Blood Clot Removal with Thrombectomy | Tampa General Hospital

Blood Clot Removal

Blood clots can be removed with a procedure called thrombectomy.

Thrombectomy is a technique that removes a blood clot from a blood vessel. Having a blood clot can be a serious condition, as it may block blood flow to critical tissues and organs in your body. At Tampa General Hospital, the cardiovascular specialists in our Heart & Vascular Institute perform several types of thrombectomies for our patients, including emergency procedures that directly remove a clot using open surgery.

Conditions That Thrombectomy Treats

Thrombectomy treats blood clots that are caused by a variety of conditions, such as:

  • Deep vein thrombosis (DVT)
  • Atherosclerosis
  • Peripheral artery disease (PAD)
  • Heart arrhythmia
  • Pulmonary embolism

How Thrombectomy Is Performed

TGH offers both catheter-based techniques and open surgery to remove blood clots:

  • Catheter-based thrombectomy – A surgeon makes an incision in the groin and then inserts a catheter into the incision and through the blood vessel until it reaches the blood clot. Then, a medical device (a stent retriever, balloon or suction) in the catheter traps the blood clot and brings it inside the catheter to remove it from the blood vessel completely.
  • Open surgery – In emergencies, open surgery may be utilized to remove a blood clot. In this procedure, a surgeon makes an incision directly into the blood vessel where the blood clot is located, removes the blood clot and then repairs the blood vessel.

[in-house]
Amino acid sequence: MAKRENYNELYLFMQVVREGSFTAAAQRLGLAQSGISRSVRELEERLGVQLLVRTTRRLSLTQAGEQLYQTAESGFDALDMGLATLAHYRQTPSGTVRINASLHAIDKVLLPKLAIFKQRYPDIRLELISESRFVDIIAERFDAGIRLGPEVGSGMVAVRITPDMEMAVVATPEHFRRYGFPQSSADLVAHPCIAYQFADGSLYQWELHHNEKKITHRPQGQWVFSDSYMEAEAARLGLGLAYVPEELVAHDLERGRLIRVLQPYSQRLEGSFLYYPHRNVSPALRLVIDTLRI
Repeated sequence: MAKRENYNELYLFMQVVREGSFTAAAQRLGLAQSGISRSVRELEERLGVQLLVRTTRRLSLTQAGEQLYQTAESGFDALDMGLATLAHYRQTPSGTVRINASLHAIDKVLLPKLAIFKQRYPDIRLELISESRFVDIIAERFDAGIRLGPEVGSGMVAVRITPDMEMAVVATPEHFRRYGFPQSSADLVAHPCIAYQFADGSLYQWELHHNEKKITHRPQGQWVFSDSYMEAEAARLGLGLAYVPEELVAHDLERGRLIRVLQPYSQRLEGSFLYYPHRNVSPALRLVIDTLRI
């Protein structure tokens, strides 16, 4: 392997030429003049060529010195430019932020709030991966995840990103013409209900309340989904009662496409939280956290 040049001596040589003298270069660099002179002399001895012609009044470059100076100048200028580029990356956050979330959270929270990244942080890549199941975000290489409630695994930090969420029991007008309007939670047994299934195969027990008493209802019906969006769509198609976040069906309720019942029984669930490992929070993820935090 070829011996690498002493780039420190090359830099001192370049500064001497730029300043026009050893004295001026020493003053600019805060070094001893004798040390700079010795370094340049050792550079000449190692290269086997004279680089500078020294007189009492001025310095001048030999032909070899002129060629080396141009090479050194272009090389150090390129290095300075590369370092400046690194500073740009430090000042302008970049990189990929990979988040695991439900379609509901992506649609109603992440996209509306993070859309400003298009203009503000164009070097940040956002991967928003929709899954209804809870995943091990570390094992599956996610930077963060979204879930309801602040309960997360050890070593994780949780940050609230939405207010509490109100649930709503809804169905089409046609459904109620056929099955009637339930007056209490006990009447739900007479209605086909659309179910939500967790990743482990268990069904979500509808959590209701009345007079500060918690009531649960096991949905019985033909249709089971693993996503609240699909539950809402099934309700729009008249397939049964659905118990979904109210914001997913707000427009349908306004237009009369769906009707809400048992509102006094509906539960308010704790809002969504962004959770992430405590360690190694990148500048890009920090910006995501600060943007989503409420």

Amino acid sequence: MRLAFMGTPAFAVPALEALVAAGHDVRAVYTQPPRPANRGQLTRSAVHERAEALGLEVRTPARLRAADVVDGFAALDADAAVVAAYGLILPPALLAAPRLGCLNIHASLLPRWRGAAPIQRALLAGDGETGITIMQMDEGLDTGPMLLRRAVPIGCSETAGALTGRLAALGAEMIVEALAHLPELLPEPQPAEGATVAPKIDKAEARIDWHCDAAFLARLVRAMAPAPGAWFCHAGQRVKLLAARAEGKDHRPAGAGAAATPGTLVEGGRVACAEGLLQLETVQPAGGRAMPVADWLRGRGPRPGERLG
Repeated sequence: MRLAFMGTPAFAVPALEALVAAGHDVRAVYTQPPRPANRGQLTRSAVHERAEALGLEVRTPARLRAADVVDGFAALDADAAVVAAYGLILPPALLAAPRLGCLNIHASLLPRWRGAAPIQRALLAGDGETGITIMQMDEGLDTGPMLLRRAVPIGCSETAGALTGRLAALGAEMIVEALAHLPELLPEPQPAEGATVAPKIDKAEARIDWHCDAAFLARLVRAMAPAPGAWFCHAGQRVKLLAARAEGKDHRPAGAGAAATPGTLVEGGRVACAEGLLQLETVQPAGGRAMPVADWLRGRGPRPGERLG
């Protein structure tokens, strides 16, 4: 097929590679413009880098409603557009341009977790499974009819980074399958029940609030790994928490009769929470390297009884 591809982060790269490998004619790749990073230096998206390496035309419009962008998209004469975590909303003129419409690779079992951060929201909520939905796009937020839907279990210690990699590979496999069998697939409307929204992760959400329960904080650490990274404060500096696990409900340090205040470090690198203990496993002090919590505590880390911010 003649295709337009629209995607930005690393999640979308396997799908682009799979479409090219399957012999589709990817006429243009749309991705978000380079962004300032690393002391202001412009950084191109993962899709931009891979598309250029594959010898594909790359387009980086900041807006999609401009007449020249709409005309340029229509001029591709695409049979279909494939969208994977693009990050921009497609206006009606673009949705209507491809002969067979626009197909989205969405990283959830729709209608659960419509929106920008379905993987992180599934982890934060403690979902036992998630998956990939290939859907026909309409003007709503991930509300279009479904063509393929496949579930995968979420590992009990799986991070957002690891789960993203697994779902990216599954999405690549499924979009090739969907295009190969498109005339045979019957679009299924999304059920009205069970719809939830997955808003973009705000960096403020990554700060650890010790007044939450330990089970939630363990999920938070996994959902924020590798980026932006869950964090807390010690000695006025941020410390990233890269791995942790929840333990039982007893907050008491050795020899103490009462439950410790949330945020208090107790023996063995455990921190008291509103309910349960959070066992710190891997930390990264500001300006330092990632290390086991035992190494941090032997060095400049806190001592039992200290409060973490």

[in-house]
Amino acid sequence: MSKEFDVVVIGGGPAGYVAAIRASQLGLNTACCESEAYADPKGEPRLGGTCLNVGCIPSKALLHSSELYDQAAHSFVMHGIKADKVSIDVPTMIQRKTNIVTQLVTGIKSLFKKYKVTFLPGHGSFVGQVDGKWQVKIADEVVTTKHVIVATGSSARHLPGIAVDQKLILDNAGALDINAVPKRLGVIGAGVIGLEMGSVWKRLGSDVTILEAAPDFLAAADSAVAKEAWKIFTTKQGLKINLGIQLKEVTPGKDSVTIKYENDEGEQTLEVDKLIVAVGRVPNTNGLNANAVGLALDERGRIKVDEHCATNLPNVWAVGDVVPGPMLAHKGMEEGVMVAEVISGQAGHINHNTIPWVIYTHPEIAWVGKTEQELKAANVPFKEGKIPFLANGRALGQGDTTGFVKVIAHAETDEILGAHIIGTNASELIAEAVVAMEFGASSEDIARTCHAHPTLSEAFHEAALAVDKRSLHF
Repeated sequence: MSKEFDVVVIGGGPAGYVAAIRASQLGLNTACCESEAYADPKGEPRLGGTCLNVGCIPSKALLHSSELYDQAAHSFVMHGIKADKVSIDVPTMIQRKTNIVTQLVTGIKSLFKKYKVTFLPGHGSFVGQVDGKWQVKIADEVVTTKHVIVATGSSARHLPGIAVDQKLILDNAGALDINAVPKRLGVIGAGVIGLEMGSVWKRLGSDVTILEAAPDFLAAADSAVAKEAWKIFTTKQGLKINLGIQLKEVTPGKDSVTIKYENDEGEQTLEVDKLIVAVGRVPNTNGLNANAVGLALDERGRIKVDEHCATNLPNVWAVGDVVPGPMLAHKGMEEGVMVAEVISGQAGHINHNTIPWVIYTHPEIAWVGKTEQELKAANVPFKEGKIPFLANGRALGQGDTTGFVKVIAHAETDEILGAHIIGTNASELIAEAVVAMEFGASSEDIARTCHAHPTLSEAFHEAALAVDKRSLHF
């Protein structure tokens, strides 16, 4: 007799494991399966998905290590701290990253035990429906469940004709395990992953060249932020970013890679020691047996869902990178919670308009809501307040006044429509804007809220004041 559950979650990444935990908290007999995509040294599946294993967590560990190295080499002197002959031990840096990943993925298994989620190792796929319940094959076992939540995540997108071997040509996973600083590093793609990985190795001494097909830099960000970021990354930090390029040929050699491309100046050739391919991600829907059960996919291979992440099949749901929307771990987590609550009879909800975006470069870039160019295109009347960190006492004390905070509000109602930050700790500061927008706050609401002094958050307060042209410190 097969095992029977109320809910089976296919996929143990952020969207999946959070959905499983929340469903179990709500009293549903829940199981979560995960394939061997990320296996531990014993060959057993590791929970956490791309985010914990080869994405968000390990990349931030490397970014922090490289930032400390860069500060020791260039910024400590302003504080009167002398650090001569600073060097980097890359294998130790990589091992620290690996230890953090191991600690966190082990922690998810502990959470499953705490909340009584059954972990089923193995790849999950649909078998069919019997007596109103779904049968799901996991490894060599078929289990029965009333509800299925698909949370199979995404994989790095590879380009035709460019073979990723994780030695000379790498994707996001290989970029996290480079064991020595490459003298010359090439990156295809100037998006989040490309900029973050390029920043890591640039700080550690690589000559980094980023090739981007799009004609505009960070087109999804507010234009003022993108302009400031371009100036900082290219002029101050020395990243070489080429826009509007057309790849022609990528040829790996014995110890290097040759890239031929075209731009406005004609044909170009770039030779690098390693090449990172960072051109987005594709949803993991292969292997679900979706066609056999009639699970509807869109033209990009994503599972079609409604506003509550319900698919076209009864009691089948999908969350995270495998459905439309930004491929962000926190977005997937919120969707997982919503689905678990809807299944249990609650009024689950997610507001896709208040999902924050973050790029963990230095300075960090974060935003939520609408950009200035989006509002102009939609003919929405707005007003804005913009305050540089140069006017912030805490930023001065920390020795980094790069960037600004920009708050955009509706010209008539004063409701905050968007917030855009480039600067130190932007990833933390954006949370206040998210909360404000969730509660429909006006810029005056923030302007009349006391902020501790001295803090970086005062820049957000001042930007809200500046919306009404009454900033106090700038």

What to Expect From Thrombectomy

While the cardiovascular surgeons at TGH emphasize patient comfort and safety every step of the way, there are a handful of risks associated with thrombectomy, such as:

  • Excessive bleeding
  • Infection
  • An allergic reaction to anesthesia
  • Blood vessel damage
  • The blood clot returning

Effectiveness of Thrombectomy

Sometimes, thrombectomy is combined with thrombolytic therapy, a technique that dissolves blood clots. Thrombolysis can be used before a thrombectomy procedure to break down the blood clot so that it’s easier to grab.

What’s more, thrombectomy has been shown to be a highly effective treatment for patients experiencing acute stroke. When performed within 24 hours of the stroke, patients have a much lower risk of disability. While thrombectomy has long been a stroke treatment, patients could only receive the procedure within six hours of the onset of symptoms. The window of time is now much wider, allowing more lives to be saved.